Consultant Business Editor
A staff mission from the International Monetary Fund (IMF) yesterday said it again “encourages” the Ministry of Finance and the Central Bank to remove all restrictions on current international transactions as a means of creating a more investment-friendly business environment that would drive the diversification of the T&T economy.
The advice of the IMF team is that T&T should remove foreign exchange restrictions while providing enough foreign exchange to meet the demand for all current international transactions.
The IMF’s encouragement came in its concluding statement following the international financial institution’s Article IV consultations with T&T authorities (Ministry of Finance and the Central Bank). Those consultations lasted from March 1-14.
In the report, the IMF staff said a more efficient foreign exchange infrastructure would help eliminate foreign exchange shortfalls.
“It would also help create a more conducive business environment for the private sector to invest and diversify the economy. Over the medium term, greater exchange rate flexibility would reduce the need for fiscal policy adjustments to restore external balance and create room for more counter-cyclical monetary policy (which would stimulate a slowing economy and slow an expanding one),” IMF staff said.
“IMF staff encourages the authorities to remove all restrictions on current international transactions, while providing sufficient foreign exchange to meet demand for all current international transactions.”
Among the current restrictions of T&T’s foreign exchange regime include the limitation in the movement of T&T’s main exchange rate, the US to TT, to a narrow band in which the selling rate is not allowed to go beyond the ceiling of US$1 to TT$6.7997.
The authorities also limit the amount of foreign exchange that is sold to the authorised dealers. That has led local commercial banks, who are among T&T’s authorised foreign exchange dealers, to restrict the amount of foreign exchange they are able to sell to customers, both companies and individuals.
This has resulted in a very active black-market trade in US dollars and long delays in the completion of payments for imports and foreign services.
The IMF team also recommended that the Central Bank should increase its repo rate from 3.5 per cent, which it has maintained since March 2020, as a means of heading off inflationary pressure and mitigating capital flight.
The IMF team said: “Increasing the policy rate should be seriously considered to contain inflationary pressures and narrow the negative interest rate differentials with the US monetary policy rate. This would also help mitigate potential risks of capital outflows and reduce incentives for excessive risk-taking that could threaten financial stability.”
The Central Bank’s next monetary policy announcement is March 31, 2023.
T&T has experienced a chronic shortage of foreign exchange since 2014, when it was flagged as an issue by former Central Bank governor Jwala Rambarran.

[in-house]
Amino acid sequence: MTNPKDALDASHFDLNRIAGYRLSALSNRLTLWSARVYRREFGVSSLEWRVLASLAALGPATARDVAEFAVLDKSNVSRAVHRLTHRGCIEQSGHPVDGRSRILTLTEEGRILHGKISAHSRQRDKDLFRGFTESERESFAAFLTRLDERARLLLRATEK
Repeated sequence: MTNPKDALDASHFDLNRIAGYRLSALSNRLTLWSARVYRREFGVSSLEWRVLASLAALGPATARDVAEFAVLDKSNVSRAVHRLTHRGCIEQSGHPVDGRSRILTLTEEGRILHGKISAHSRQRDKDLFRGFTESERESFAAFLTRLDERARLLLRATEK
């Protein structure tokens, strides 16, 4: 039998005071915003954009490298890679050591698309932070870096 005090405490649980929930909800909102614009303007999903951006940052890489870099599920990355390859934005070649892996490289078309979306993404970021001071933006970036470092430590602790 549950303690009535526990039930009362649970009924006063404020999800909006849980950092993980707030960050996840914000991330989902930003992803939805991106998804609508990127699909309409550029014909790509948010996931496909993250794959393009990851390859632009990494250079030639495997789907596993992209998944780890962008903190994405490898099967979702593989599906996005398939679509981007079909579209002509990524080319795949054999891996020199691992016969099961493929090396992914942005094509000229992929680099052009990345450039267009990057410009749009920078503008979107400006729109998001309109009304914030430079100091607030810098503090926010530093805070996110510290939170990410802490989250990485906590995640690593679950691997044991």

Addressing the Jamaica trade mission at the Hyatt Regency last Friday, Finance Minister Colm Imbert said T&T was experiencing a foreign exchange shortage, not a crisis.
He referenced the establishment by the EXIM Bank of a window in 2018 that facilitates access to foreign exchange by non-energy manufacturers.
“From what I have been told by the business community, it has been a very successful programme. So far, we have put almost US$1 billion into that entity for distribution,” Imbert told the conference.
Yesterday’s statement by the IMF team was not the first time the institution has called on the Government to address the country’s foreign exchange issues.
In November 2021, at the end of an Article IV consultation, the IMF team also “underscored the need for an appropriate policy mix to support the exchange rate regime and called for the removal of restrictions on current international transactions.”
And in a February 9, 2022, statement, the IMF said: “A proliferation of special-purpose facilities at the EximBank to prioritise foreign exchange access to manufacturers, importers of necessities—including State-owned Enterprises—have produced a hybrid exchange rate system that is prone to inefficiencies ...
“Staff also encourages the authorities to eliminate exchange restrictions and multiple currency practices in a planned manner while providing sufficient FX to meet demand for all current international transactions.”
In a statement yesterday, Imbert thanked the IMF team, “for the thorough work and high-quality exchanges that have taken place during the two-week mission.”
Imbert added: “The IMF’s acknowledgement of the prudence, resilience and medium-term orientation of our fiscal policy is indeed gratifying, coming as it does after the multiple shocks faced by Trinidad and Tobago and the world economy over the last three years.”
On the issue of T&T’s exchange rate regime, Imbert said: “The IMF has encouraged us to continue ‘maintaining sound and consistent policies’ to support our current exchange rate arrangements, while acknowledging the need to balance growth and price stability objectives.”
T&T’s net official foreign reserves as at February 2023 amounted to US$6.75 billion, which provides the country with 8.5 months of import cover.